Tariffs Getting In Way Of Ratifying North American Trade Deal
Despite the U.S., Mexico, and Canada signing a deal to replace the North American Free Trade Agreement, tariffs and national politics have kept speedbumps in the way of closure.
“I may be looking at the donut rather than the hole here, being a little more optimistic, but let’s face it: It’s a better deal in every respect for Democrats in Congress,” said Sen. Rob Portman (R-Ohio) on CNBC Wednesday.
Portman says he believes the deal, the U.S.-Mexico-Canda Agreement, will pass Congress eventually.
“For some Republicans, there are some concerns about it, things like the minimum wage in Mexico for some of the auto workers, or rules of origin/domestic content rules,” Portman says. “I do think ultimately it’s a better agreement than NAFTA.”
Someone else who thinks it’s a good deal from Canada’s perspective is the Canadian Minister of Transport Marc Garneau. But he says there is a problem.
“And that is that the United States has placed tariffs on steel and aluminum from Canada—25% on steel, 10% on aluminum. The President had said that this was a negotiating tool,” Garneau said. “We have signed now, and so from our point of view for us to ratify—which is passing it through our Parliament and making it official—is very challenging given the presence of these tariffs.”
Garneau says an upcoming election in Canada adds to the time pressure for tariffs to be dropped, and ratification can move forward.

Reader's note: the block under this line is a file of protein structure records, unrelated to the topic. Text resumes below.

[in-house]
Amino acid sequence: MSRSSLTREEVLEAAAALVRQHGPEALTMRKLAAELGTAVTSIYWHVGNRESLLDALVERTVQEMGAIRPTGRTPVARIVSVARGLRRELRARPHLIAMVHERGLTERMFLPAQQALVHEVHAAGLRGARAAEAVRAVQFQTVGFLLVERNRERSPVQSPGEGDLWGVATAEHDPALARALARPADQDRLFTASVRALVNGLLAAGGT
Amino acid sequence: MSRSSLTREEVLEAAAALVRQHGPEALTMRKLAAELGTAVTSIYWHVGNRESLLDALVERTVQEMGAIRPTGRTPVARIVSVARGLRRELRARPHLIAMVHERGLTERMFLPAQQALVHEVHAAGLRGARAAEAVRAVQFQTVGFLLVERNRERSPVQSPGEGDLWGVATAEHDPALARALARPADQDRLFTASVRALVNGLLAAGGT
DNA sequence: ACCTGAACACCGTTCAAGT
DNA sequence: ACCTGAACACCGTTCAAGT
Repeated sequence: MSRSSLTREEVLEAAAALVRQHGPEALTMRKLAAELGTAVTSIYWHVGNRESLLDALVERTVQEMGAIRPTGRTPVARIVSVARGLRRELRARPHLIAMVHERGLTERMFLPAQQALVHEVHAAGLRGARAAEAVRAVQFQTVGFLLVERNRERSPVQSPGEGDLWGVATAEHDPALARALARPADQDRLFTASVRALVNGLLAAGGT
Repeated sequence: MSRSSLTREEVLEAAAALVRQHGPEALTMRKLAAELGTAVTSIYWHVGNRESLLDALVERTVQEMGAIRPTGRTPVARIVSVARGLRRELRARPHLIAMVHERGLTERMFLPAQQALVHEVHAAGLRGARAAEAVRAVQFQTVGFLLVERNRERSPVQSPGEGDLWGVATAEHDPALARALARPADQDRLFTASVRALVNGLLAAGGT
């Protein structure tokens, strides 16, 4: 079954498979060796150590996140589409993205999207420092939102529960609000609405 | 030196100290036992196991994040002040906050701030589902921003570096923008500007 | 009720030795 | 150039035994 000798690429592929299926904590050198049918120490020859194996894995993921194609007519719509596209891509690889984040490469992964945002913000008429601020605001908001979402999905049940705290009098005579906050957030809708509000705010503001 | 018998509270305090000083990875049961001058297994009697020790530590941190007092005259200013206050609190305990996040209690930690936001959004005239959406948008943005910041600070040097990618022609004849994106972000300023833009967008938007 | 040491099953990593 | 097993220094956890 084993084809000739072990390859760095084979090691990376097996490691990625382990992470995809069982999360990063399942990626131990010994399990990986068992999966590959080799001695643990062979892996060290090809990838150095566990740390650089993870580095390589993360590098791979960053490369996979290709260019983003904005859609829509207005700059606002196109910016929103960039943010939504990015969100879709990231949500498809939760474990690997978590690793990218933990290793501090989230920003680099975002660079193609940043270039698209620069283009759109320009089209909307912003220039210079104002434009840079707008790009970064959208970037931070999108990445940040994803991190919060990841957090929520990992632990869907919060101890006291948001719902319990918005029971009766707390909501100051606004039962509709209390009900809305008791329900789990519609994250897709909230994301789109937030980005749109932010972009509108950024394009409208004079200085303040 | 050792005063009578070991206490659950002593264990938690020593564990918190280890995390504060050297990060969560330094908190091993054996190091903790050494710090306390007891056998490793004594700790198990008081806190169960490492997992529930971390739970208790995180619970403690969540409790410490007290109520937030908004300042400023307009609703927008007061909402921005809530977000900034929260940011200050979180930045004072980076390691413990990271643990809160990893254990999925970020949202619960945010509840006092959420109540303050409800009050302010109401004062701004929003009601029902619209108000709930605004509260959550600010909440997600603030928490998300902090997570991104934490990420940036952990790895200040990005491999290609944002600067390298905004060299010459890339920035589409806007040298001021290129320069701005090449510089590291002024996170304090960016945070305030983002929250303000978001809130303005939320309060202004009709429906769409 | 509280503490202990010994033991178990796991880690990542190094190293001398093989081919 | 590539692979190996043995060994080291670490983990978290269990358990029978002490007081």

Canada doesn’t consider the tariffs to be legitimate under national security and supply concerns, Garneau says, given a $2 billion surplus of steel going into Canada at the time of the tariffs. He says many stakeholders he’s talked to consider tariffs bad for both the U.S. and Canada.
Ohio State University economist Ned Hill recently tried to measure the impact of the tariffs, but his conclusion was that the effects are confusing, muddied by strong consumer confidence, for example.
What is clear to Hill, is that Canada’s counter – or retaliatory tariffs – are hitting Ohio.
“Ohio’s the front line of the trade war,” Hill said in March. “The estimates we make off of 2017 data looking at the structure of the Canadian retaliatory tariffs, Ohio is the largest paying state. Well, it’s actually Canadian consumers buying Ohio products. And it was carefully crafted—I mean, they actually picked on preserves to get poor Smucker’s down in Orrville.”
Garneau says the retaliatory tariffs are doing what Canada intended.
“But what we’d really like to do is to see the tariffs on aluminum and steel be dropped, then we would drop our tariffs, and we’d proceed with ratification,” Garneau says.
“We are not only joined at the hip in terms of trade, and a 5,000-mile border, we have strong security interests in common,” Garneau continues, speaking about Canada-U.S. ties. “This is a very powerful relationship between the two people, and it will withstand any differences, we occasionally have differences. But it shouldn’t stop us from trying to solve those, and that’s what we’re trying to do right now.”